by Sean Setters
I'm sure you've seen them before, but in short, a photomosaic is a photo that is made up of lots of individual photos. If arranged and edited properly – and viewed from a distance – the individual tiles transform into one beautiful overall image.
My first experience with photomosaics came in high school. A favorite history teacher of mine had a photomosaic of Abraham Lincoln
adorning his door which utilized pictures of the Civil War as the tiles. It was captivating.
After college I came across a very cool free program – AndreaMosaic
– that allowed users to create photomosaics simply and easily by adjusting a few variables and letting the computer do all the hard work. I created several photomosaics at the time but I hadn't created one in several years before last week.
The good news is that AndreaMosaic is still in development and works better than ever. The desktop application is compatible with Windows XP, Vista, 2000, 2003, Windows 7 / 8 / 8.1 / 10, OS X 10.7 - 10.11, and can even be installed and run from a flash drive (Windows only). And the best news – it's still free
. There are a few very advanced features that are unlocked by purchasing the software, but... my guess is that very few people will feel limited by the features included in the free version.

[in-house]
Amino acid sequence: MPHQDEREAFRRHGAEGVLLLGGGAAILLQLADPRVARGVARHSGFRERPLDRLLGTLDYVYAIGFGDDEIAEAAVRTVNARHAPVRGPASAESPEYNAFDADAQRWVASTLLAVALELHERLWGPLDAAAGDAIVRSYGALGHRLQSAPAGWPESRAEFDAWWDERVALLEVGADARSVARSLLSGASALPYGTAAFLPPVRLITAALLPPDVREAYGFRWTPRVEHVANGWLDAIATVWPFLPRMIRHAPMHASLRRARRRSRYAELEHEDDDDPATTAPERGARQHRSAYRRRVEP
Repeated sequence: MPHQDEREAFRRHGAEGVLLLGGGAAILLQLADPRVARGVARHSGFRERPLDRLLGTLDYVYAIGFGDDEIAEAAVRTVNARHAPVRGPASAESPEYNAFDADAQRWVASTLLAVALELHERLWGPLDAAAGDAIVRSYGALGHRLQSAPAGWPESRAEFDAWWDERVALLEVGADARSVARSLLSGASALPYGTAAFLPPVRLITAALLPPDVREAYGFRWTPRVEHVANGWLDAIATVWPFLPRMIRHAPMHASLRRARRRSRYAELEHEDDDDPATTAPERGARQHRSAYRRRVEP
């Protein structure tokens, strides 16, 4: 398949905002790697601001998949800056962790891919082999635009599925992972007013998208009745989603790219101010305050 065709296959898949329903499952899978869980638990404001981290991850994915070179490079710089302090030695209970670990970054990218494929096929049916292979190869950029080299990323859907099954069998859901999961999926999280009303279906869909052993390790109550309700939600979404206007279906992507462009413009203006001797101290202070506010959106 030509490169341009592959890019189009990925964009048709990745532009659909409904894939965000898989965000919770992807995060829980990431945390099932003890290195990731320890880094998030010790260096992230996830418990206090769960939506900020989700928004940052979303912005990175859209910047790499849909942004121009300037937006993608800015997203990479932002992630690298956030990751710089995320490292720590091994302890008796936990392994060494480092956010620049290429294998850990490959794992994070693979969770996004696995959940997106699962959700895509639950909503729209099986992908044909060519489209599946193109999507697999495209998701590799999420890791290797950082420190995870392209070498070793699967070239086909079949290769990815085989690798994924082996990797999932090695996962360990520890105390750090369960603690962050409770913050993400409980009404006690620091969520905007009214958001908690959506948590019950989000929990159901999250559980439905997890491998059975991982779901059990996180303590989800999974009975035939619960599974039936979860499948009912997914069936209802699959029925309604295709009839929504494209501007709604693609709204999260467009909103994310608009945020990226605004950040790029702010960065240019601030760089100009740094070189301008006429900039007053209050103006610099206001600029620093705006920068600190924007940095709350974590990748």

The ease and simplicity of creating photomosaics – along with the large batch of images necessary to create a good one – make it a perfect add-on for your wedding photography services. Wedding clients typically love
For the example photomosaic seen above, I used a little more than 450 images from a wedding I shot in late 2014 as the individual tiles. The overall image was my favorite shot of the couple, Kim and Brian, on their wedding day.
Below is an enlargement of the happy couple from the photomosaic above: How to Create a Photomosaic with AndreaMosaic
For starters, the more tile images you have to start with, the better off your final photomosaic will look (with fewer duplicates). My suggestion is to create a resized batch of tile images to reduce the algorithmic processing load. I personally used COOLTWEAK
to create a set reduced resolution images that were 800 pixels on the longest side (although I could have resized to an even smaller resolution). If using Lightroom or DPP, simply set the Resize option accordingly in the program's export/batch dialogue.